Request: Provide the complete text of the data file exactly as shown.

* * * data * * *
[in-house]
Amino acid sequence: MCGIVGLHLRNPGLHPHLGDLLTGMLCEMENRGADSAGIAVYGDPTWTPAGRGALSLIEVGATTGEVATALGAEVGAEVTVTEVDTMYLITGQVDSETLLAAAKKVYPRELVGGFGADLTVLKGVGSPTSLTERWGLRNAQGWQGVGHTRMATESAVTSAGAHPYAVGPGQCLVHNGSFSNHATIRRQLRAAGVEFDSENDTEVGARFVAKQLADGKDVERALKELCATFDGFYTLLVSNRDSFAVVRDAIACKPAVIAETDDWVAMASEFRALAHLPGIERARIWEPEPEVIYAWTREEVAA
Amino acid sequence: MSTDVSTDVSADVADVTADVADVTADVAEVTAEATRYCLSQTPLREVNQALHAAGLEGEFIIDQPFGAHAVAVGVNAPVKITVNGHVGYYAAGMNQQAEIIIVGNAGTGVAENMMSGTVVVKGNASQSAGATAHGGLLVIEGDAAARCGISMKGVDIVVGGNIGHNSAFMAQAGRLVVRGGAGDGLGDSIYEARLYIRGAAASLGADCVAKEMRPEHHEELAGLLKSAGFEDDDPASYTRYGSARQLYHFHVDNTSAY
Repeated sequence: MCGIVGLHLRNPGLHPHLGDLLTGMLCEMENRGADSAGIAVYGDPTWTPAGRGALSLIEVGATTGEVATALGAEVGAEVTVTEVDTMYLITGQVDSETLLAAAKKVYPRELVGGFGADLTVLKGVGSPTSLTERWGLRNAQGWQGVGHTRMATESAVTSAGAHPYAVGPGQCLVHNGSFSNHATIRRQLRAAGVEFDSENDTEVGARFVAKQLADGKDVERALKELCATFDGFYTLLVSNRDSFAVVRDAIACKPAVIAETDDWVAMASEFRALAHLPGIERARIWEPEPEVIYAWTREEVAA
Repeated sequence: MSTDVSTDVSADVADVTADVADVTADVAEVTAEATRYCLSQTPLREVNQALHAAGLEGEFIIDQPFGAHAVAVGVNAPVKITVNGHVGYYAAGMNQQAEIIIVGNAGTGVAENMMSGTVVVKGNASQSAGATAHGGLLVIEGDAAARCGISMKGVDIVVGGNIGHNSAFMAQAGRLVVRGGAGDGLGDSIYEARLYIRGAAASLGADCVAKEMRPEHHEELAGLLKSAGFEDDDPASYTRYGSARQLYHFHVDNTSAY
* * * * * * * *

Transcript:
[in-house]
Amino acid sequence: MCGIVGLHLRNPGLHPHLGDLLTGMLCEMENRGADSAGIAVYGDPTWTPAGRGALSLIEVGATTGEVATALGAEVGAEVTVTEVDTMYLITGQVDSETLLAAAKKVYPRELVGGFGADLTVLKGVGSPTSLTERWGLRNAQGWQGVGHTRMATESAVTSAGAHPYAVGPGQCLVHNGSFSNHATIRRQLRAAGVEFDSENDTEVGARFVAKQLADGKDVERALKELCATFDGFYTLLVSNRDSFAVVRDAIACKPAVIAETDDWVAMASEFRALAHLPGIERARIWEPEPEVIYAWTREEVAA
Amino acid sequence: MSTDVSTDVSADVADVTADVADVTADVAEVTAEATRYCLSQTPLREVNQALHAAGLEGEFIIDQPFGAHAVAVGVNAPVKITVNGHVGYYAAGMNQQAEIIIVGNAGTGVAENMMSGTVVVKGNASQSAGATAHGGLLVIEGDAAARCGISMKGVDIVVGGNIGHNSAFMAQAGRLVVRGGAGDGLGDSIYEARLYIRGAAASLGADCVAKEMRPEHHEELAGLLKSAGFEDDDPASYTRYGSARQLYHFHVDNTSAY
Repeated sequence: MCGIVGLHLRNPGLHPHLGDLLTGMLCEMENRGADSAGIAVYGDPTWTPAGRGALSLIEVGATTGEVATALGAEVGAEVTVTEVDTMYLITGQVDSETLLAAAKKVYPRELVGGFGADLTVLKGVGSPTSLTERWGLRNAQGWQGVGHTRMATESAVTSAGAHPYAVGPGQCLVHNGSFSNHATIRRQLRAAGVEFDSENDTEVGARFVAKQLADGKDVERALKELCATFDGFYTLLVSNRDSFAVVRDAIACKPAVIAETDDWVAMASEFRALAHLPGIERARIWEPEPEVIYAWTREEVAA
Repeated sequence: MSTDVSTDVSADVADVTADVADVTADVAEVTAEATRYCLSQTPLREVNQALHAAGLEGEFIIDQPFGAHAVAVGVNAPVKITVNGHVGYYAAGMNQQAEIIIVGNAGTGVAENMMSGTVVVKGNASQSAGATAHGGLLVIEGDAAARCGISMKGVDIVVGGNIGHNSAFMAQAGRLVVRGGAGDGLGDSIYEARLYIRGAAASLGADCVAKEMRPEHHEELAGLLKSAGFEDDDPASYTRYGSARQLYHFHVDNTSAY